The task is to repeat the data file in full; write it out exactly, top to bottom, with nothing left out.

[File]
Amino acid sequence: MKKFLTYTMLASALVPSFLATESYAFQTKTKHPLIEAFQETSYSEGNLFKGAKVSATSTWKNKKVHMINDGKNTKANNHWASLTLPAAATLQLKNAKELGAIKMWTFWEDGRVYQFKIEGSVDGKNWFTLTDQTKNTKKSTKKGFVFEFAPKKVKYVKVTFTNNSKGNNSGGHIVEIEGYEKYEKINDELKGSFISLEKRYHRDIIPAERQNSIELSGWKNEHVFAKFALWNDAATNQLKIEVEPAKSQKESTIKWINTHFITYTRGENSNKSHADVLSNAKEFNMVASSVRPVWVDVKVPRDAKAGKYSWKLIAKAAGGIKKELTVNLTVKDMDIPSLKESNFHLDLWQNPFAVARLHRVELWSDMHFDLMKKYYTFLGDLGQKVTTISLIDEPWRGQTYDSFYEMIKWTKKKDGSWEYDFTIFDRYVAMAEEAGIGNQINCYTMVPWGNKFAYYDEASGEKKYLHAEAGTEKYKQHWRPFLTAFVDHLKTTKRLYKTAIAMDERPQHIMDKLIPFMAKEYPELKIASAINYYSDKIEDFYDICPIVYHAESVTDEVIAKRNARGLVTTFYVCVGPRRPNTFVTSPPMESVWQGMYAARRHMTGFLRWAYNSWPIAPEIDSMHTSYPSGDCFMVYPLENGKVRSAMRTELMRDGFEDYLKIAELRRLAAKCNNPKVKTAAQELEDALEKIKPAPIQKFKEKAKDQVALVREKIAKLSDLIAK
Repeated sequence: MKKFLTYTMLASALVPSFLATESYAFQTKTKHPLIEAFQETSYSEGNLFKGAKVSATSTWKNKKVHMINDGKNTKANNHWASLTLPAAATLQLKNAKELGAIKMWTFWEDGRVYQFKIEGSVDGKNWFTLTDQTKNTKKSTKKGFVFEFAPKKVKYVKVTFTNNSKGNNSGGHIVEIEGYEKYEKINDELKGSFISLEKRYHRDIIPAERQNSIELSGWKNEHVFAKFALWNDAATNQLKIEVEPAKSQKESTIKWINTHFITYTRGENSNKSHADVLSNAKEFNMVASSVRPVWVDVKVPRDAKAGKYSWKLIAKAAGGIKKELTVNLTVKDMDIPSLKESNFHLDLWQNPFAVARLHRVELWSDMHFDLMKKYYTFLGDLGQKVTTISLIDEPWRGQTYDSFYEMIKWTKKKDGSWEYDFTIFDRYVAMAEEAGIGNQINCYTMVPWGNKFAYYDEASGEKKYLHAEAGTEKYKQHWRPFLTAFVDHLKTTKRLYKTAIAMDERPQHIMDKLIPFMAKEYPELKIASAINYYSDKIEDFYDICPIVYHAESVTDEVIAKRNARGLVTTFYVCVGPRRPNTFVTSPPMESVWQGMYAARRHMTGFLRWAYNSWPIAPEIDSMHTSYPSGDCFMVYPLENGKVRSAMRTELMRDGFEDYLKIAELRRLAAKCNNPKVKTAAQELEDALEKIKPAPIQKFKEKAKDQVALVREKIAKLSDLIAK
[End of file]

Amino acid sequence: MKKFLTYTMLASALVPSFLATESYAFQTKTKHPLIEAFQETSYSEGNLFKGAKVSATSTWKNKKVHMINDGKNTKANNHWASLTLPAAATLQLKNAKELGAIKMWTFWEDGRVYQFKIEGSVDGKNWFTLTDQTKNTKKSTKKGFVFEFAPKKVKYVKVTFTNNSKGNNSGGHIVEIEGYEKYEKINDELKGSFISLEKRYHRDIIPAERQNSIELSGWKNEHVFAKFALWNDAATNQLKIEVEPAKSQKESTIKWINTHFITYTRGENSNKSHADVLSNAKEFNMVASSVRPVWVDVKVPRDAKAGKYSWKLIAKAAGGIKKELTVNLTVKDMDIPSLKESNFHLDLWQNPFAVARLHRVELWSDMHFDLMKKYYTFLGDLGQKVTTISLIDEPWRGQTYDSFYEMIKWTKKKDGSWEYDFTIFDRYVAMAEEAGIGNQINCYTMVPWGNKFAYYDEASGEKKYLHAEAGTEKYKQHWRPFLTAFVDHLKTTKRLYKTAIAMDERPQHIMDKLIPFMAKEYPELKIASAINYYSDKIEDFYDICPIVYHAESVTDEVIAKRNARGLVTTFYVCVGPRRPNTFVTSPPMESVWQGMYAARRHMTGFLRWAYNSWPIAPEIDSMHTSYPSGDCFMVYPLENGKVRSAMRTELMRDGFEDYLKIAELRRLAAKCNNPKVKTAAQELEDALEKIKPAPIQKFKEKAKDQVALVREKIAKLSDLIAK
Repeated sequence: MKKFLTYTMLASALVPSFLATESYAFQTKTKHPLIEAFQETSYSEGNLFKGAKVSATSTWKNKKVHMINDGKNTKANNHWASLTLPAAATLQLKNAKELGAIKMWTFWEDGRVYQFKIEGSVDGKNWFTLTDQTKNTKKSTKKGFVFEFAPKKVKYVKVTFTNNSKGNNSGGHIVEIEGYEKYEKINDELKGSFISLEKRYHRDIIPAERQNSIELSGWKNEHVFAKFALWNDAATNQLKIEVEPAKSQKESTIKWINTHFITYTRGENSNKSHADVLSNAKEFNMVASSVRPVWVDVKVPRDAKAGKYSWKLIAKAAGGIKKELTVNLTVKDMDIPSLKESNFHLDLWQNPFAVARLHRVELWSDMHFDLMKKYYTFLGDLGQKVTTISLIDEPWRGQTYDSFYEMIKWTKKKDGSWEYDFTIFDRYVAMAEEAGIGNQINCYTMVPWGNKFAYYDEASGEKKYLHAEAGTEKYKQHWRPFLTAFVDHLKTTKRLYKTAIAMDERPQHIMDKLIPFMAKEYPELKIASAINYYSDKIEDFYDICPIVYHAESVTDEVIAKRNARGLVTTFYVCVGPRRPNTFVTSPPMESVWQGMYAARRHMTGFLRWAYNSWPIAPEIDSMHTSYPSGDCFMVYPLENGKVRSAMRTELMRDGFEDYLKIAELRRLAAKCNNPKVKTAAQELEDALEKIKPAPIQKFKEKAKDQVALVREKIAKLSDLIAK